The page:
Today’s guest blog comes from Sarah Peck, co-founder and director of UnitedOnGuns. With the rise of mass shootings across the country, mayors and other city leaders are increasingly called to respond. As a leading national researcher and speaker on the subject, she shares the most effective strategies for a prepared city response in the face of gun violence.
By Sarah Peck | UnitedOnGuns
The list of tragedies keeps growing: a mall shooting in Allen, TX. A man shoots his neighbors in Cleveland, TX. A bank shooting in Louisville, KY. A school shooting in Nashville, TN. Back-to-back shootings in Half Moon Bay and Monterey Park, CA. The unsettling fact is that any of these incidents could have happened in your community. You need to prepare for the next one.
The Role of City Leaders During a Mass Shooting
As mayor, you have a significant role that begins the moment the first shots are fired. While law enforcement works to neutralize the threat, your office must meet the urgent needs of the victims, their families, and the community. Your responsibilities will include crisis communications, victim services, and managing your community’s long-term recovery.
As the principal elected representative, you should plan and participate in the press conferences. In consultation with law enforcement, you decide who will speak at press conferences and who should not, about what, and for how long. Law enforcement officials typically provide details about the investigation. The public looks to you for public safety assurances, updates about the victims, referrals to mental health resources, and messages of healing and unity. Remember that in the immediate aftermath of a mass shooting, your primary focus should be on comforting the victims and their families. For this reason, political statements are not recommended as they can be traumatizing and divisive.
You will need to ensure the victims and their families receive appropriate trauma-informed services in the aftermath of a shooting. Victim services usually begin at the Family Reception Center—a physical space to unite friends and family, or to provide death notices and grief counseling for those who have lost their loved one. Law enforcement officials typically establish this Center, but you and your staff should plan for victim services in advance. The Office for Victims of Crime-funded Improving Community Preparedness to Assist Victims of Mass Violence and Domestic Terrorism: Training and Technical Assistance (ICP TTA) program can help your city do that.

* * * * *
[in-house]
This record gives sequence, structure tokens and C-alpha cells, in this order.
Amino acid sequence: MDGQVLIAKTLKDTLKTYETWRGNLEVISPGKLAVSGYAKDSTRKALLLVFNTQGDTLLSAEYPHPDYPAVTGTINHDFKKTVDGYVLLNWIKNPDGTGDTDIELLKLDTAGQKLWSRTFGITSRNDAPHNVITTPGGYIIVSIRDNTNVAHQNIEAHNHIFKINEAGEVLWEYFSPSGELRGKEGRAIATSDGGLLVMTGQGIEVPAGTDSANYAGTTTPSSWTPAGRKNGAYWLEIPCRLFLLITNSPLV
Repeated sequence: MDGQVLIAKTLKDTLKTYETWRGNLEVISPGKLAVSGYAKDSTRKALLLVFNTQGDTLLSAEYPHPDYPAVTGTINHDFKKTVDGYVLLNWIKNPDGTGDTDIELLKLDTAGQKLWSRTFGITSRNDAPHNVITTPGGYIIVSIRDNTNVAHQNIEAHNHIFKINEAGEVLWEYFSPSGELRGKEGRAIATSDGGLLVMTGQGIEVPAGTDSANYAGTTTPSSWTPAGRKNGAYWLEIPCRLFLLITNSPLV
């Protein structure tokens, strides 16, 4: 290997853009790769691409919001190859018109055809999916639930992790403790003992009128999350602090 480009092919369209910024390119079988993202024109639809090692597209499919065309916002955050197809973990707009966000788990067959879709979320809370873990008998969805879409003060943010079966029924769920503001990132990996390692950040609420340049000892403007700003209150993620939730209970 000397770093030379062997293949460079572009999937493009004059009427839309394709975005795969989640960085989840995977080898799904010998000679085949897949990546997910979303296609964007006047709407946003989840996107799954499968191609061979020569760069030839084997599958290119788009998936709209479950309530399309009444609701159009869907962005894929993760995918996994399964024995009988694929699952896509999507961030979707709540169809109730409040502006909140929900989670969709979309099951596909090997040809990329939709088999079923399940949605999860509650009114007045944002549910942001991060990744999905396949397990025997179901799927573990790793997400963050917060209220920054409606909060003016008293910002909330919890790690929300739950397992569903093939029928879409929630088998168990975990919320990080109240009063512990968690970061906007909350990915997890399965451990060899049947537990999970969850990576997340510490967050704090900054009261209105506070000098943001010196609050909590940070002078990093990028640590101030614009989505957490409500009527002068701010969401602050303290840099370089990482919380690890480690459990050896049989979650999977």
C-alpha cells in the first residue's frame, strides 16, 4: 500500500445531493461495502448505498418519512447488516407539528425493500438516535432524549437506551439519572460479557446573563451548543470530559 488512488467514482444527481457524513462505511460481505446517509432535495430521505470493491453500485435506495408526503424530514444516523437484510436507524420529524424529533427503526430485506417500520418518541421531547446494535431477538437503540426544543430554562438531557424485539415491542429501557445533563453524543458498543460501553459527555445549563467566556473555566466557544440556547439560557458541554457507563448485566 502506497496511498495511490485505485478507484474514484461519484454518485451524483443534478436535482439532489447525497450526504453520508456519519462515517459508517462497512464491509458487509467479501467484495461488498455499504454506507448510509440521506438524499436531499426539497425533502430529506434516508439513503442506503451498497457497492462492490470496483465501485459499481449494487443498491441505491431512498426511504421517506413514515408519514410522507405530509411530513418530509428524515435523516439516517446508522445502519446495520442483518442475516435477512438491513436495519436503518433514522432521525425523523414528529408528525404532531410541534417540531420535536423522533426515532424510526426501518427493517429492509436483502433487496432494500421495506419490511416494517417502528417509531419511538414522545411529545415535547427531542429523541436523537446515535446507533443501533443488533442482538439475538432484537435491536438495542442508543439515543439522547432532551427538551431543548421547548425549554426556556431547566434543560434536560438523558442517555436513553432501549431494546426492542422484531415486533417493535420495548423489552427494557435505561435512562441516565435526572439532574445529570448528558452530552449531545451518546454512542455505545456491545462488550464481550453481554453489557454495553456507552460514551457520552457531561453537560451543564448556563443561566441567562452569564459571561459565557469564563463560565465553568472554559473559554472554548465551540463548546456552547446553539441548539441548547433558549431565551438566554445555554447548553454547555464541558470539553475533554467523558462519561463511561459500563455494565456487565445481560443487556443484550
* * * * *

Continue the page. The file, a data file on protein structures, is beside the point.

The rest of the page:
The Family Assistance Center typically opens when the Reception Center closes, and provides comprehensive services to victims, families, and friends. These services may include referrals to mental health care, legal services, victim compensation, help with funeral costs, and so on. This is a major undertaking for any mayor’s office, and you will need to leverage existing partnerships with community-based organizations and businesses, and request the support of victim advocates, the FBI, and the American Red Cross. It is best to cultivate those relationships before disaster strikes.
As we now recognize, the trauma caused by mass shootings is a significant, lasting public health problem. You will need to find ways to address the trauma, often by organizing vigils and remembrance events to honor the victims, and by establishing a Resilience Center to provide long-term support to survivors and the affected community. The need for this critical support can last for years, long after the nation has moved on.
Mass Shooting Resources for Preparedness, Response, and Recovery
At the suggestion of Pittsburgh Mayor Bill Peduto, who responded to the Tree of Life Synagogue shooting in 2018, the Public Health Advocacy Institute has developed resources mayors can use to respond to a mass shooting. We researched six cities that have responded to a mass shooting: El Paso, Dayton, Orlando, Parkland, Pittsburgh, and San Bernardino. We interviewed the mayors, staff, law enforcement officials, representatives of the American Red Cross and the FBI Victims Services Division, and a city attorney.
We used their harrowing experience, combined with public health resources developed by the CDC, the FBI, and other federal agencies, to develop the Mass Shooting Protocol and the Mass Shooting Playbook. The Protocol is a four-page overview of a mayor’s role during the first 24 hours after a mass shooting. The Playbook is a 200-page toolkit that contains best practices on ten critical topics (including communications, emergency management, victim services, legal considerations, and school shootings) to help you prepare for, respond to, and help your community recover from mass violence.
The White House now sends these resources to city leaders responding to a mass shooting. However, the first time you think about how you would respond to a mass shooting shouldn’t be when one is in progress. Please schedule time to review the Protocol and the Playbook, available on our website, www.UnitedOnGuns.org. Then plan a tabletop exercise with your staff. The Tabletop Template, designed in collaboration with the City of Orlando, provides useful guidance you can adapt to meet your city’s needs.
Sarah C. Peck is Director of UnitedOnGuns, a nonpartisan initiative of the Public Health Advocacy Institute at Northeastern University School of Law. She is the co-author of the Mass Shooting Protocol & Playbook: A Resource for U.S. Mayors and City Managers.